A newly discovered asteroid with a diameter estimated to range from 170 meters to 390 meters will near miss the Earth on May 20 at a distance of only 6.5 million kilometers (4.0 million miles).

Discovered only last week, asteroid 2019 JB1 has been classified by NASA as a Near Earth Object (NEO) or a small Solar System body with an orbit that brings it into proximity with the Earth. A Solar System body is a NEO if its closest approach to the Sun is less than 1.3 astronomical units (AU).

If a NEO's orbit crosses the Earth's and the object is larger than 140 meters across, it’s considered a potentially hazardous object (PHO). The asteroid 2019 JB1 is a NEO but not a PHO because its orbit won’t intersect the Earth’s.

NASA’s Center for Near-Earth Object Studies (CNEOS) said NEOs “have been nudged by the gravitational attraction of nearby planets into orbits that allow them to enter the Earth’s neighborhood.”

NASA’s Jet Propulsion Laboratory (JPL) in Pasadena, California estimates 2019 JB1 will make only one flyby of the Earth. After that, asteroid 2019 JB1 will zoom into the cosmos and won’t return here in the foreseeable future. That’s a relief.

If 2019 JB1 is as large as 390 meters, it will almost be the same size as the Great Pyramid of Giza and a over four times taller than the Statue of Liberty. At this size, an asteroid can be considered a city-killer.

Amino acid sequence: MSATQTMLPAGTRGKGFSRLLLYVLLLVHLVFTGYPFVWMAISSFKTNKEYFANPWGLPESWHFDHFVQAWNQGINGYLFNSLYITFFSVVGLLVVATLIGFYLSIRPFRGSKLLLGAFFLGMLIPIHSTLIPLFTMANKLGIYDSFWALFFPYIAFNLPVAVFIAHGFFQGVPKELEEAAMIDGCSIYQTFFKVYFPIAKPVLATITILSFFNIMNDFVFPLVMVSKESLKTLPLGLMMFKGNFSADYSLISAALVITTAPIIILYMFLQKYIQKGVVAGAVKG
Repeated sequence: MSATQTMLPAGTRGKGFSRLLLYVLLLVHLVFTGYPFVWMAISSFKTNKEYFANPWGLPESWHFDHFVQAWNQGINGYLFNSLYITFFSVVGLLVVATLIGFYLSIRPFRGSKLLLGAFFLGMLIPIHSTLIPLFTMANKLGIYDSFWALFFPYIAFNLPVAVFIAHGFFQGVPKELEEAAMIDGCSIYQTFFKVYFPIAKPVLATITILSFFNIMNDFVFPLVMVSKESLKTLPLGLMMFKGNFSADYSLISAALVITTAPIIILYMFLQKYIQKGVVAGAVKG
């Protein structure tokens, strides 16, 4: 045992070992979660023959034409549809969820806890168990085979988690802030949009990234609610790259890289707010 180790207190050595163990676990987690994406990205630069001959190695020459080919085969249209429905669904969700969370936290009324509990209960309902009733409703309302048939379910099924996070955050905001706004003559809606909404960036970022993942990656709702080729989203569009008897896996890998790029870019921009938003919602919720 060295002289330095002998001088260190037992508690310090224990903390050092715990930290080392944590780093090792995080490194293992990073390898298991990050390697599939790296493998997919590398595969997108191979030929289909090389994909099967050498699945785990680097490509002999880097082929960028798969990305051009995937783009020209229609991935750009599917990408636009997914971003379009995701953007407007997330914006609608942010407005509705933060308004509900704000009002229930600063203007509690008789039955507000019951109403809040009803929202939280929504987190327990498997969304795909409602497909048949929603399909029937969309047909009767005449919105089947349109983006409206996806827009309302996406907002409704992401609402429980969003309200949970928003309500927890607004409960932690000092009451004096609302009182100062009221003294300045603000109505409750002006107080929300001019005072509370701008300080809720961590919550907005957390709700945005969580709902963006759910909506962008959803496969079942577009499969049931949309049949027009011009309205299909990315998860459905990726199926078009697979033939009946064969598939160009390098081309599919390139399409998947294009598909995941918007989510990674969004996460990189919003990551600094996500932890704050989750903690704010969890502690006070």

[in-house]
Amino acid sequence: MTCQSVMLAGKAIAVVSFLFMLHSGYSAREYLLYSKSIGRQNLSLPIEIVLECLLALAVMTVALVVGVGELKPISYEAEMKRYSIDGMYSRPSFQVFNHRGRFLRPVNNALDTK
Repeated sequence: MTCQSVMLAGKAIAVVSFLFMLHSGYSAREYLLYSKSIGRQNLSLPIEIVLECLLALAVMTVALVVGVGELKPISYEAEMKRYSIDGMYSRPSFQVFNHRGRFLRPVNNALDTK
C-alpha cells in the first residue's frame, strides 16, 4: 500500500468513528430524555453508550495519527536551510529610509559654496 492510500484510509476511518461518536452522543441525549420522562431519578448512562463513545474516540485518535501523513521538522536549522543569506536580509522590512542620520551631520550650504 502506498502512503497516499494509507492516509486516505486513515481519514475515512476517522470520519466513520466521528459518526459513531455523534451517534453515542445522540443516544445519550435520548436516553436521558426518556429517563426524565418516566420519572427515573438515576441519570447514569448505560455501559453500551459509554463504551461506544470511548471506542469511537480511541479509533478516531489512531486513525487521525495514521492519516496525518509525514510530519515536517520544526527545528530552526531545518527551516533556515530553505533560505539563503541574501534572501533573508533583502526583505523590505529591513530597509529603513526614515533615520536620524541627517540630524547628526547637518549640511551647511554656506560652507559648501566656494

Just how destructive 2019 JB1 (or any other similar sized NEO) might be if it struck the planet was illustrated from late April to early May when a planetary defense exercise was conducted with New York City as the unfortunate victim of an asteroid 100 to 300 meters in diameter, about the same size as the 2019 JB1.

In the simulation, New York and its nearby boroughs were completely “flattened” by a killer space asteroid that struck in April 2027. This exercise involved eight years of preparation and wound up with Earth’s defenders failing to deflect the massive asteroid.

NASA said 2019 JB1 is hurtling through space at the incredible speed of more than 93,000 km/h (58,000 mph) and will make its closest approach to Earth at a distance of 6.5 million km at 11:21 p.m. ET on May 20. This means that at its closest approach, the asteroid will miss the Earth at a little less than 17 times the distance to the Moon. But what if there’s a change in its direction?

“Note that a ‘close’ passage astronomically can be very far away in human terms: millions or even tens of millions of kilometers,” said CNEOS.